Trial By Fire Tackles the Illusion of Fairness
by George Wolf
Another death row drama with a clear agenda, probing one questionable conviction to build a righteously angry condemnation of our entire justice system?
Yes, Trial by Fire is certainly that, but the familiarity of its gripping narrative actually serves to strengthen the argument. How many dubious death sentences will it take to shake our comfortable faith in fair trials?
In 1992, Texan Cameron Todd Willingham (Jack O'Connell) was sent to death row for setting the house fire that killed his three young children.
After years in prison, concerned citizen Elizabeth Gilbert (Laura Dern) took an interest in the case. Along with lawyers from the Innocence Project, Gilbert worked to poke enough holes in the conviction to get Willingham a new trial.
Adapted from a New Yorker magazine article and Willingham's own letters from prison, the committed script from Geoffrey Fletcher (Precious) suffers only in the rushed introduction of Gilbert's character. But though any organic motivation for Liz's commitment may be thin, it's overcome by the sterling performances from the two leads.
O'Connell - a vastly underrated talent- is heartbreakingly effective as Willingham, a man happy to have a regular visitor but wary of the hope Liz brings with her.
His journey from slacker defiance to jailhouse wisdom is grounded in the authenticity of McConnell's touching performance. This man was no altar boy, but our sympathy for him is well-earned.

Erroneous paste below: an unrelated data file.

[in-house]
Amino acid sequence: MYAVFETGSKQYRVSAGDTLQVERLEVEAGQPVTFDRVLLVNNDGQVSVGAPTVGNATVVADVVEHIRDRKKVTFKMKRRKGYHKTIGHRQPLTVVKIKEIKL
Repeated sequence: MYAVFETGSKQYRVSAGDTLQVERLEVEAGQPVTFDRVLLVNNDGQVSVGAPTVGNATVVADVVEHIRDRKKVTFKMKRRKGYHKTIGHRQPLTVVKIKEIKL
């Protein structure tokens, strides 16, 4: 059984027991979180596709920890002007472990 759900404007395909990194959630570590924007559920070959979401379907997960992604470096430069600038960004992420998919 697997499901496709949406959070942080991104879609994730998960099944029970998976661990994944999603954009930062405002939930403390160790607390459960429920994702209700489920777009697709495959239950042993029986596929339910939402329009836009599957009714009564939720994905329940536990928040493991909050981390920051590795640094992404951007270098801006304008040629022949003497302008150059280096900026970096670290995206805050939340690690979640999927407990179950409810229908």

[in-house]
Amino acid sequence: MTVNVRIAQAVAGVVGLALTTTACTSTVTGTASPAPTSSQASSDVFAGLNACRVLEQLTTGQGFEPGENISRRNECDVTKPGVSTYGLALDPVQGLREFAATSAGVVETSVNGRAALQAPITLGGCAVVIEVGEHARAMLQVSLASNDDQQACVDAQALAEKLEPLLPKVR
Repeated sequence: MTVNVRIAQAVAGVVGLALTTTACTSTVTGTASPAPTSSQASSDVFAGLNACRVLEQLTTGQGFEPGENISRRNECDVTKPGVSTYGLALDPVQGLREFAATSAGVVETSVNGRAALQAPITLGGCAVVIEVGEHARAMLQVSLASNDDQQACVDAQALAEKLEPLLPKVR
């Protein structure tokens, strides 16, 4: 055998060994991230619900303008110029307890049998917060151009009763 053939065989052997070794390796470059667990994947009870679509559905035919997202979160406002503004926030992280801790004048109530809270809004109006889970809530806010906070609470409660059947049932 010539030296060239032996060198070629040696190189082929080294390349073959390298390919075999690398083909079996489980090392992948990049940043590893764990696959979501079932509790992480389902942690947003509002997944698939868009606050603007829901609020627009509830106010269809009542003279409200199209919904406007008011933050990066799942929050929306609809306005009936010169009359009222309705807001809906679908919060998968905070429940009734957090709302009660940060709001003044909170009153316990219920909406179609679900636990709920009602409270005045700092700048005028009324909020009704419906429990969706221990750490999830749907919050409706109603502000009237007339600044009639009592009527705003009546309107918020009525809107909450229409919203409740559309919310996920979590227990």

The chemistry with Dern is evident from the start. While these plexiglass encounters are a necessary staple of this genre, Dern and McConnell make them simmer with an intensity that is often riveting.
Kudos, too, to Emily Meade as Willingham's wife Stacy. The Willingham marriage was challenging, to say the least, and Meade (Nerve, Boardwalk Empire, The Deuce) is good enough to make the conflicted relationship recall the bare emotions of Manchester by the Sea.
Director Edward Zwick (Glory, Blood Diamond, Pawn Sacrifice) takes some narrative risks that ultimately pay off, keeping the pace vital through some effective visual storytelling that feeds the sense of a ticking clock.
Zwick also builds layers of indelible supporting characters (Willingham's first jail cell neighbor, the lead prison guard, an independent arson investigator) that leave engaging marks, often at junctures critical to avoiding an overly rote structure.
Crushing in its familiarity, gut wrenching in its specifics, Trial by Fire is a tough but worthy reminder of the illusion of fairness.
This review was originally published on MADDWOLF and is reprinted here with permission of the copyright owner.